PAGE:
“Print language is what invents nationalism, not a particular language per se.” Not only does a shared vernacular language promote a sense of unity amongst its speakers/readers but its printed forms, newspapers especially, are the site of a unifying ritual. Drawing on Hegel’s observation ‘that newspapers serve modern man as a substitute for morning prayers’, Anderson treats the daily paper as the material basis of a paradoxical national ritual:
‘It is performed in silent privacy, in the lair of the skull. Yet each communicant is well aware that the ceremony he performs is being replicated simultaneously by thousands (or millions) of others of whose existence he is confident, yet of whose identity he has not the slightest notion. Furthermore, this ceremony is incessantly repeated at daily or half-daily intervals throughout the calendar.’

There are two elements here: the suggestions, first, that reading the paper induces sense of belonging to something larger than oneself and, second that it has a ritual or ceremonial character. Taking them together, reading the paper serves as a ceremonial enactment of the imagined community of the nation. We might pause to ask at this point what reasons, other than Hegel’s authority, might there be for viewing the impact of ‘national’ newspapers in this light? Who reads these papers and what do they get out of them or read them for – sport, politics, scandal, …? What goes on in the readers’ minds? Why, in particular, should we assume that papers are read by most readers in a ceremonial fashion so that each of them gains a sense of belonging to a community of thousands (or millions) of other readers? If print capitalism offers competing papers to choose from, why should we assume that reading one of these papers promotes a sense of unity with readers of the others?

If Anderson moves too easily from the raw idea of print-capitalism to a confident account of its social repurcussions, what can we say about the idea that the national community is imagined? Why, indeed, should we assume that there is more to communities, like the nation, that are invoked for political or religious reasons than the occasions and effects of their rhetorical invocation? At one level, it seems obvious that people who can be persuaded to see themselves as belonging to a particular nation are likely to have some sense of the nation in question. Yet, even if they give it the same name, should we expect that them all to imagine it in the same way? Is it imagined as a community of those who speak the national language or only those for whom it is their native tongue; of anyone born in or formally ‘naturalised’ into the national territory or only of those whose parents are themselves nationals, etc.? If the nation is imagined in diverse ways by those who believe themselves to be its members – if the nations they imagine are substantially different – in what sense can this nation still be said to be imagined by the people who perceive themselves to be its members? More seriously, if the nation is always imagined, how many of its members – and which members in particular – have to imagine it before the nation can be said to exist? We might think, for example, of national movements that, beginning with a few artists and intellectuals, all proclaiming the existence of the nation, may or may not develop into large scale national political and/or military movements. Should we say that in some cases there was a nation just waiting to be born and that in other cases there was not?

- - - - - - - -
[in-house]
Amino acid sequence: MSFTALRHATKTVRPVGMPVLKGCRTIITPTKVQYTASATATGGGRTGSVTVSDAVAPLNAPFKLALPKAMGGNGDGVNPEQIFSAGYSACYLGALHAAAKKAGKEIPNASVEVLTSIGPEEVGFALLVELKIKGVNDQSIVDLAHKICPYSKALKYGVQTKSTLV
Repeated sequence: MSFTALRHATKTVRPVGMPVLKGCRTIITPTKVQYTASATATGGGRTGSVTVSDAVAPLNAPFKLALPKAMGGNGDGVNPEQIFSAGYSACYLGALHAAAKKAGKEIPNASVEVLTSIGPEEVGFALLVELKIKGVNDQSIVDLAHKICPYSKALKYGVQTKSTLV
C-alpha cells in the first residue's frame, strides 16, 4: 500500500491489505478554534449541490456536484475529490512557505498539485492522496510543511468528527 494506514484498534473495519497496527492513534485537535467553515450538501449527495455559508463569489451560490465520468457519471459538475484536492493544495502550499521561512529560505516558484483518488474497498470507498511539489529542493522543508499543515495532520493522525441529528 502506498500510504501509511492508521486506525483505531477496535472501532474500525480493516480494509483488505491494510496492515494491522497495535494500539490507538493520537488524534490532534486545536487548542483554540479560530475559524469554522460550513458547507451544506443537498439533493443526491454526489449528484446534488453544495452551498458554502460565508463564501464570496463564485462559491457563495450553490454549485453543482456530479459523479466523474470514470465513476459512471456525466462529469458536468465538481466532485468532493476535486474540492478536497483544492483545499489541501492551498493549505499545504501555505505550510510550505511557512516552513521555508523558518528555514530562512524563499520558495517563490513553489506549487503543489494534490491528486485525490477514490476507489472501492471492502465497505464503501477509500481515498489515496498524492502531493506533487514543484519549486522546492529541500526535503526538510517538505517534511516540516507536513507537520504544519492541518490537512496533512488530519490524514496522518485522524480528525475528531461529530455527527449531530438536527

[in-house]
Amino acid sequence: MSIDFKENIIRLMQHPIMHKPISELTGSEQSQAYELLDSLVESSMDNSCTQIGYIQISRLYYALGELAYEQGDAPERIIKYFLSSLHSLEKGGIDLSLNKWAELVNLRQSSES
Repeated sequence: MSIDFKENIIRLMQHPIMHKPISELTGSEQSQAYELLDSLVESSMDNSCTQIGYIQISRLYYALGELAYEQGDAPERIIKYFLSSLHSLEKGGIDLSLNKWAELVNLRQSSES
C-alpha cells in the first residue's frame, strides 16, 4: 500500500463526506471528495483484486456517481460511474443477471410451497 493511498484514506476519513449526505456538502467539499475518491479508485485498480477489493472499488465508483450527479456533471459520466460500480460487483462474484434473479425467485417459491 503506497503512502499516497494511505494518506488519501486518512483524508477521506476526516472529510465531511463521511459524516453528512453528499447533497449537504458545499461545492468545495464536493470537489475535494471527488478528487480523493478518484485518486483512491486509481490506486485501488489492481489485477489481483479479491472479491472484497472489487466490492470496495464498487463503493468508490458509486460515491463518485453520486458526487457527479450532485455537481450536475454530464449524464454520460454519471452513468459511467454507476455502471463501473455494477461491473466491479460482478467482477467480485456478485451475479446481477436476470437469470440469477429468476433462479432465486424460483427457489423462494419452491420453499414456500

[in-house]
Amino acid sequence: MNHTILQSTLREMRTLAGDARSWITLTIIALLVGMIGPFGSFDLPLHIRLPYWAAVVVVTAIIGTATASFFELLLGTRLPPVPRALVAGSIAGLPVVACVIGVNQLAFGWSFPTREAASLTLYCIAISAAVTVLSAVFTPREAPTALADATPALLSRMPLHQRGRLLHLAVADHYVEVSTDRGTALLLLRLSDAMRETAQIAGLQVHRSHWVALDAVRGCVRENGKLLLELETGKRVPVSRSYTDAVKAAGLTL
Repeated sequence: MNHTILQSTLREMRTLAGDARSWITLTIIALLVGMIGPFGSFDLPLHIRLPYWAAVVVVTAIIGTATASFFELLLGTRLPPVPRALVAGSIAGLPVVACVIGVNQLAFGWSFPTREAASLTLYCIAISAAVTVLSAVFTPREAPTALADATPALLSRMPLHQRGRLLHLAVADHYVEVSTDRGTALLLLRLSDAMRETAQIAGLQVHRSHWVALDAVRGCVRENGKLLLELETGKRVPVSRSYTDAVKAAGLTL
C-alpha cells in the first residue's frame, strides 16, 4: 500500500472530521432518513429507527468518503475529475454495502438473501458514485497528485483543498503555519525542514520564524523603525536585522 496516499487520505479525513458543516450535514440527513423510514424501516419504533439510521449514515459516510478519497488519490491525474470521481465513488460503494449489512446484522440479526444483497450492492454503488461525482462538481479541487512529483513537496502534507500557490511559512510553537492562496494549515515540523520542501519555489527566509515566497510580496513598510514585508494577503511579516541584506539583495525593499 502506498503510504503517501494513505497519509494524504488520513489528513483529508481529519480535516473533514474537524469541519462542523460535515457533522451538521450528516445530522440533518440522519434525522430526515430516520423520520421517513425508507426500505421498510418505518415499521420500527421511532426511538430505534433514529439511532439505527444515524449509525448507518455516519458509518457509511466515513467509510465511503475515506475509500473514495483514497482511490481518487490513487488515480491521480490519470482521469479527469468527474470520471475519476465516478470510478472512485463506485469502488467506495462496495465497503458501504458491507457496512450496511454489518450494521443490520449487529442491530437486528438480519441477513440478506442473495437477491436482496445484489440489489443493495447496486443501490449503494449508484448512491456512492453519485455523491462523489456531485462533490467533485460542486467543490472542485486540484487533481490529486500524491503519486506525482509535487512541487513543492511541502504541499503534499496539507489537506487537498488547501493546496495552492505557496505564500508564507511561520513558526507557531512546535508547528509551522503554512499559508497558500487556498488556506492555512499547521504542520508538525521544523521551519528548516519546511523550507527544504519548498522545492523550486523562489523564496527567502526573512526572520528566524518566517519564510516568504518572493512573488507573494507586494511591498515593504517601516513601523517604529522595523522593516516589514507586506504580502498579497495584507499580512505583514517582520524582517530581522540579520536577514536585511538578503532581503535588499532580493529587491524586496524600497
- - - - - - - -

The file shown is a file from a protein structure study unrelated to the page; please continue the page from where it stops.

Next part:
How could Imagined Communities have been so successful? Part of the answer is that it offered something, if not to everybody, then at least to large numbers of potential readers. Despite Anderson’s quasi-religious extension of the concept of ‘print-capitalism’, the term itself was enough to offer Marxist readers a sop that could be read as a materialist foundation while the focus on meaning in his critique of liberal and Marxist accounts of nationalism presented anyone fleeing Marxism with an additional nail to hammer into its coffin. This same focus appealed to those critics of social scientific functionalism who insisted that subjective meaning should be central to the analysis of action while the functionalists could find comfort in the thought that subjective meaning never runs wild in Anderson’s analysis but is confined to its place in the little ceremonies that sustain the nation.
Finally, does it matter if Marxist and liberal accounts of nationalism fail to acknowledge its ability to give meaning to the life of its adherents? Almost certainly not. Nationalism is a difficult enough phenomenon to pin down and we should not be surprised if Marxist and liberal accounts have not succeeded. In this area, as in many others, tossing the death of God into the mix is a recipe for further confusion.